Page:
Parsing a Comma Delimited List in SQL Server Scripts

There’s an external guy we use for really complex SQL. We have a report which has been the ruin of many a developer, and after many failures, it became apparent that developers could not do this. That’s when you need to get in a proper SQL merchant. Someone who thinks in terms of sets, rather than while loops.

But I digress. In one of his Scripts, I saw something which I found very interesting. He wrote a few short lines of code which parse a comma-delimited list (passed in as a parameter). Now, I’ve seen many a function which has been created for this, and they all seemed to fit about what I would do if I went to write it. But this guy… This is how he wrote it (inserting the result into a table variable called @HospitalIDTable):

		declare @HospitalIds CHAR (13) = '1,2,3,4,5,6,9' -- pretend this is a parameter
		declare			@XML as xml
		declare			@Delimiter as char(1) =','

		set				@XML = CAST(('<X>'+REPLACE(@HospitalIds ,@Delimiter ,'</X><X>')+'</X>') as xml)
		declare			@HospitalIDTable table (HospitalId int)
		insert into		@HospitalIDTable
		select			N.value('.', 'INT') AS HospitalId 
		from			@XML.nodes('X') AS T(N)
                -- done

If you output the @XML variable, you will see:


Now, the final SELECT statement – I don’t even understand. I know N is to make a string unicode, but value??? I need to research that. Back in a tick.

OK. So the value method is the XML data type method for XQuery. I should have known that, because I’ve done that before. Calling it off the N prefix is what threw me, and I still haven’t totally grokked what is going on there. But it is as cool as heck and if you do a SELECT on the @HospitalIDTable table variable, you get your list as a column of data.

Very concise and cool.

Experts like this guy make light work of complex SQL. We’ve had several dev’s look at his scripts and everyone agrees that their relationship with SQL is not on the same level as this guys. We’re front-end/middle-tiers devs. What did you expect?!

Why Cat?

Sometimes, when new-comers come to functional programming, they see some things which may seem strange to them. Things which don’t make sense from an object-oriented perspective. I’m going to take an example of this and show you what I mean. Lets say we take the following Javascript function cat, which takes multiple arrays and merges them all into one (I am using the Ramda library to assist. Anything with the R prefix is a Ramda function):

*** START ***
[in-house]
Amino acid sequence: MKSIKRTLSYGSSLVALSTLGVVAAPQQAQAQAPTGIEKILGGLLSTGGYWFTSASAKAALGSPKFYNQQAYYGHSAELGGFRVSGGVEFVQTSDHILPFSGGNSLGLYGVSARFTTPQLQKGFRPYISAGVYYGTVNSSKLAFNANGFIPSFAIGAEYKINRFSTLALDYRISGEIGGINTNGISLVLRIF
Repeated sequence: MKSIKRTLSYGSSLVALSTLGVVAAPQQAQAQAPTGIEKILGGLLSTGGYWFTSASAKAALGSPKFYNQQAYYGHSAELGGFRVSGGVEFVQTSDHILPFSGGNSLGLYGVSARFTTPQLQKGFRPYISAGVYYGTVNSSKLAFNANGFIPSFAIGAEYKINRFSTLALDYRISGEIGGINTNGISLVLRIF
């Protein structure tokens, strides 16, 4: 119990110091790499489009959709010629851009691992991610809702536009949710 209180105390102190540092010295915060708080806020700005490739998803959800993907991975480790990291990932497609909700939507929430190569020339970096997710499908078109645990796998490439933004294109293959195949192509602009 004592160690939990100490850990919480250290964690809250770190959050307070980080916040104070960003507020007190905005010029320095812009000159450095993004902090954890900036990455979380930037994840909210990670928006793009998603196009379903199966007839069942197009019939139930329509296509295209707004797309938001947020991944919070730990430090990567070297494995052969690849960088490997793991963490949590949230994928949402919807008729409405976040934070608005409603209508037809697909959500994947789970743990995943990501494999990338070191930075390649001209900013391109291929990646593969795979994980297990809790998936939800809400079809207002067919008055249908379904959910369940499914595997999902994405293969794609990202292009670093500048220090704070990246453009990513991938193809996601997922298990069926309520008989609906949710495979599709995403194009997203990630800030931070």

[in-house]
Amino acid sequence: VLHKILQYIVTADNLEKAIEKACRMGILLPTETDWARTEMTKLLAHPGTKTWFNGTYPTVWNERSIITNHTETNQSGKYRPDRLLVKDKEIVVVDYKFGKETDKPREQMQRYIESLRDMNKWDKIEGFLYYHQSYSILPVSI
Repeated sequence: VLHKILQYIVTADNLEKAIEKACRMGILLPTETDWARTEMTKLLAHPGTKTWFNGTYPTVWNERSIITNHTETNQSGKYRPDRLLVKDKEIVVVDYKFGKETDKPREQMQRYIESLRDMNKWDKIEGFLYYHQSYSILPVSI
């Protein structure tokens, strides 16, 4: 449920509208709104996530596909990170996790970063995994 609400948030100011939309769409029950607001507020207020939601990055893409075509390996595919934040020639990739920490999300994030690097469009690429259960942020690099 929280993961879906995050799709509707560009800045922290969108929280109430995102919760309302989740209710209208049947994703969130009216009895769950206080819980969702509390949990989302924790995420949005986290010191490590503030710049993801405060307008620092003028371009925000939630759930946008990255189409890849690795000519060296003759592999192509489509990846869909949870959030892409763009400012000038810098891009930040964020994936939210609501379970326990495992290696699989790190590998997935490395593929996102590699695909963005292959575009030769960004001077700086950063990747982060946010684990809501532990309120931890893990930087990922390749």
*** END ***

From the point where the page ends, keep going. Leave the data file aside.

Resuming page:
var cat = function () {
  var head = R.head(arguments);
  if (head)
    return head.concat.apply(head, R.tail(arguments));
    return [];

The question may be posed, why bother with that function when Javascript has concat built in as a method on the Array prototype? The big difference is that concat is called on the object (the instance array), whereas cat operates on whatever is passed to it.:

// concat
[2, 1].concat([7, 6, 3, 4], [9, 6, 8]);
// returns [2, 1, 7, 6, 3, 4, 9, 6, 8]

// cat
cat([2, 1], [7, 6, 3, 4], [9, 6, 8])
// also returns [2, 1, 7, 6, 3, 4, 9, 6, 8]

It’s all about composability. Functional programming is a very “composable” paradigm. Functions (like cat) operate on whatever is passed to them as parameters. They do not operate on objects upon which they are methods. They are “free-standing” in nature. Lets see cat get composed as part of a bigger pipeline. Here, we have a function called splat. splat will basically flatten the arguments object of a function, similar to LINQ’s SelectMany:

var splat = function (fun) {
	return function(array) {
		return fun.apply(null, array);

Now, lets say we want to use cat to merge some arrays. But the arrays are buried in the item of a larger array. Here’s how we could solve that:

var flatCat = splat(cat);
var arraysToMerge = [[7, 6, 3, 4], [2, 1],[77, 2, 45]]; // the arrays are in the 1st and only index of this larger array
var result = flatCat(arraysToMerge);
// result will be [7, 6, 3, 4, 2, 1, 77, 2, 45];

This works nicely with cat, but you cannot pass Array.prototype.concat into splat. It just won’t work. It’s object-focused nature is its undoing. Run it yourself with concat, instead of cat, to see it bomb out and you’ll understand why it failed.

So, whilst our first glance at cat seemed to size it up as a pointless refactoring to achieve the same thing as Array.prototype.concat, I hope I’ve demonstrated that by tweaking the concept into a function which stands alone (separate from any “owning” object), we can use it as a composable part in a larger operation. Just one cog in the functional pipeline.

Just remember, cat operates on whatever is passed to it.

Consuming a WebAPI Endpoint on Localhost from the Visual Studio Android Emulator

It is highly likely that any Xamarin Android application that you build will be consuming a RESTful API. And when you are developing the application, you don’t want to have to deploy that API to the Internet somewhere. You just want to run it up on localhost. It will make for a much faster development experience, as you will be able to iterate a lot quicker.

There’s not an abundance of help from the community on this and it took me about a day to figure it all out. So, hopefully this post will short-circuit the task for you.

My first port of call was this great post by the formidable Brian Noyes.